When I loaded the tools
into the back of the car,
the shovels’ polished handles
and sharpened blades,
the rakes, splayed with caught branches,
spading forks, long and short-handled,
(yours was the long one),
I did not grieve.
Even at the unloading,
the receiver would have no idea
of the cords of wood split and stacked.
These were simply tools, mauls, axes, wedges,
not symbols of someone’s life.
I think about my grandfather, the blacksmith,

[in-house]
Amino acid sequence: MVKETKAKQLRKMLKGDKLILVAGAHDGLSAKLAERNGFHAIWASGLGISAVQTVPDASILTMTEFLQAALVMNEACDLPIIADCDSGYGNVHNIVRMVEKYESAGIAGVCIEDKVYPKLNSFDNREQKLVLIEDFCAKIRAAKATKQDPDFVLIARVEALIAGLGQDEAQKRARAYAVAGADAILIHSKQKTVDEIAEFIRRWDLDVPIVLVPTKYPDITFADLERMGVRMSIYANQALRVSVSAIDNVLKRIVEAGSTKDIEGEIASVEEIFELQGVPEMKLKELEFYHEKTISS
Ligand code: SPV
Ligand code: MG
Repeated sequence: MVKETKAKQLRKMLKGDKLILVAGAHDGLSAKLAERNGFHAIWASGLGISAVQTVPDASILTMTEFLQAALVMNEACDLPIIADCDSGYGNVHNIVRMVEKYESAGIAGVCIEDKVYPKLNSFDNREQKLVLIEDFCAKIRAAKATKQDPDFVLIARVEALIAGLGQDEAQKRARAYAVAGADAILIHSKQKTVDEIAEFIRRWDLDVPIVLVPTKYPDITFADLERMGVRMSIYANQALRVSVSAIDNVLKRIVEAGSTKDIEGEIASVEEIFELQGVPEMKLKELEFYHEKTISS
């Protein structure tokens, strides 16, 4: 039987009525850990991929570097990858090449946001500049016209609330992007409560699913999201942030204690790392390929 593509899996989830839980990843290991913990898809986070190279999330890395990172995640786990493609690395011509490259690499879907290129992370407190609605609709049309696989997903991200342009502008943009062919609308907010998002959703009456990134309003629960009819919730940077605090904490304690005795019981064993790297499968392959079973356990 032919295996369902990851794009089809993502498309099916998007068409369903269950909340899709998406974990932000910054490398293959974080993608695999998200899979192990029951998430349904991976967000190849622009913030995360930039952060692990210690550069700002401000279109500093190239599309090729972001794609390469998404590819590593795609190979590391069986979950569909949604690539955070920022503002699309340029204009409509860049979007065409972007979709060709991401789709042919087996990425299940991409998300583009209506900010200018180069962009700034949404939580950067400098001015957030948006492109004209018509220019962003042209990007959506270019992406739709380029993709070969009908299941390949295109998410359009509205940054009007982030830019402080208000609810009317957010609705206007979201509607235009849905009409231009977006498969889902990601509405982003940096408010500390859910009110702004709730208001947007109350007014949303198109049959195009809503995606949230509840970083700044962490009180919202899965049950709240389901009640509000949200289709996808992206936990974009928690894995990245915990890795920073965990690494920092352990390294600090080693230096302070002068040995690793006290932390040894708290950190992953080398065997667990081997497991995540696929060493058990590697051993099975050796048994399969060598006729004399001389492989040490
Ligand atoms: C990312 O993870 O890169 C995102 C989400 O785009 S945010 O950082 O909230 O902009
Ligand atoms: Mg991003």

how, at the final sale and dispersal
by the executor and auctioneer,
no one there could fathom the finality of
the life, the skill, the personality
radiating from his tools.
I stand in the ford,
gravel quiet beneath my feet,
water surging around my shins.
Over the centuries
the river run has worn the rocks
smooth, removing imperfections,
softening edges, creating forms.
Just behind the larger boulders,
the water turns milky, then clear,
losing its pearlescence as it returns to itself.
Afternoon light sparkles brightly
as waters surge